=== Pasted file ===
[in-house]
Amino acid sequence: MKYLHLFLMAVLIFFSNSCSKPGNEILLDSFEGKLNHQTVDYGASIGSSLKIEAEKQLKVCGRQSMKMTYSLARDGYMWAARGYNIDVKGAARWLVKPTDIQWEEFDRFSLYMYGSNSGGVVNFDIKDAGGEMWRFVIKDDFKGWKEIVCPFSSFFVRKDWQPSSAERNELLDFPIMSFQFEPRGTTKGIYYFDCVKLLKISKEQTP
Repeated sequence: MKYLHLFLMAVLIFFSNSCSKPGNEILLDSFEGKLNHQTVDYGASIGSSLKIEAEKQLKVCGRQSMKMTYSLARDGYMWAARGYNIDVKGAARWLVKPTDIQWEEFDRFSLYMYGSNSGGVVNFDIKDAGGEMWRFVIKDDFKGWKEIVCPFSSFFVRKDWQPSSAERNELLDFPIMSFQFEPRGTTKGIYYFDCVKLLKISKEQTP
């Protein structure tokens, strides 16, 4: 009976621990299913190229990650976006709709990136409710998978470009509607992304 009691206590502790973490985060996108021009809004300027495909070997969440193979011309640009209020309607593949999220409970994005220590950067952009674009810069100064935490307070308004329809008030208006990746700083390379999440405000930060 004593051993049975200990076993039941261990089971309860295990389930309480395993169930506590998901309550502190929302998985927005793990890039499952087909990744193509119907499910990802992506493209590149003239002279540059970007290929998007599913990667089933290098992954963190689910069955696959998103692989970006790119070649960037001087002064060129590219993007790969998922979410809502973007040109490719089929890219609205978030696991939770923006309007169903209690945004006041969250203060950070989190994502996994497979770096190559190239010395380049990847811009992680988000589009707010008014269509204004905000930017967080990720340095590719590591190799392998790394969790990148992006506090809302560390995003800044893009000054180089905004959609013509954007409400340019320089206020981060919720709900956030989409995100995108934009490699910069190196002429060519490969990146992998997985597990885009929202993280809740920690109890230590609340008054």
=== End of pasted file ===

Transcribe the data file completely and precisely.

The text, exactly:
[in-house]
Amino acid sequence: MKYLHLFLMAVLIFFSNSCSKPGNEILLDSFEGKLNHQTVDYGASIGSSLKIEAEKQLKVCGRQSMKMTYSLARDGYMWAARGYNIDVKGAARWLVKPTDIQWEEFDRFSLYMYGSNSGGVVNFDIKDAGGEMWRFVIKDDFKGWKEIVCPFSSFFVRKDWQPSSAERNELLDFPIMSFQFEPRGTTKGIYYFDCVKLLKISKEQTP
Repeated sequence: MKYLHLFLMAVLIFFSNSCSKPGNEILLDSFEGKLNHQTVDYGASIGSSLKIEAEKQLKVCGRQSMKMTYSLARDGYMWAARGYNIDVKGAARWLVKPTDIQWEEFDRFSLYMYGSNSGGVVNFDIKDAGGEMWRFVIKDDFKGWKEIVCPFSSFFVRKDWQPSSAERNELLDFPIMSFQFEPRGTTKGIYYFDCVKLLKISKEQTP
């Protein structure tokens, strides 16, 4: 009976621990299913190229990650976006709709990136409710998978470009509607992304 009691206590502790973490985060996108021009809004300027495909070997969440193979011309640009209020309607593949999220409970994005220590950067952009674009810069100064935490307070308004329809008030208006990746700083390379999440405000930060 004593051993049975200990076993039941261990089971309860295990389930309480395993169930506590998901309550502190929302998985927005793990890039499952087909990744193509119907499910990802992506493209590149003239002279540059970007290929998007599913990667089933290098992954963190689910069955696959998103692989970006790119070649960037001087002064060129590219993007790969998922979410809502973007040109490719089929890219609205978030696991939770923006309007169903209690945004006041969250203060950070989190994502996994497979770096190559190239010395380049990847811009992680988000589009707010008014269509204004905000930017967080990720340095590719590591190799392998790394969790990148992006506090809302560390995003800044893009000054180089905004959609013509954007409400340019320089206020981060919720709900956030989409995100995108934009490699910069190196002429060519490969990146992998997985597990885009929202993280809740920690109890230590609340008054």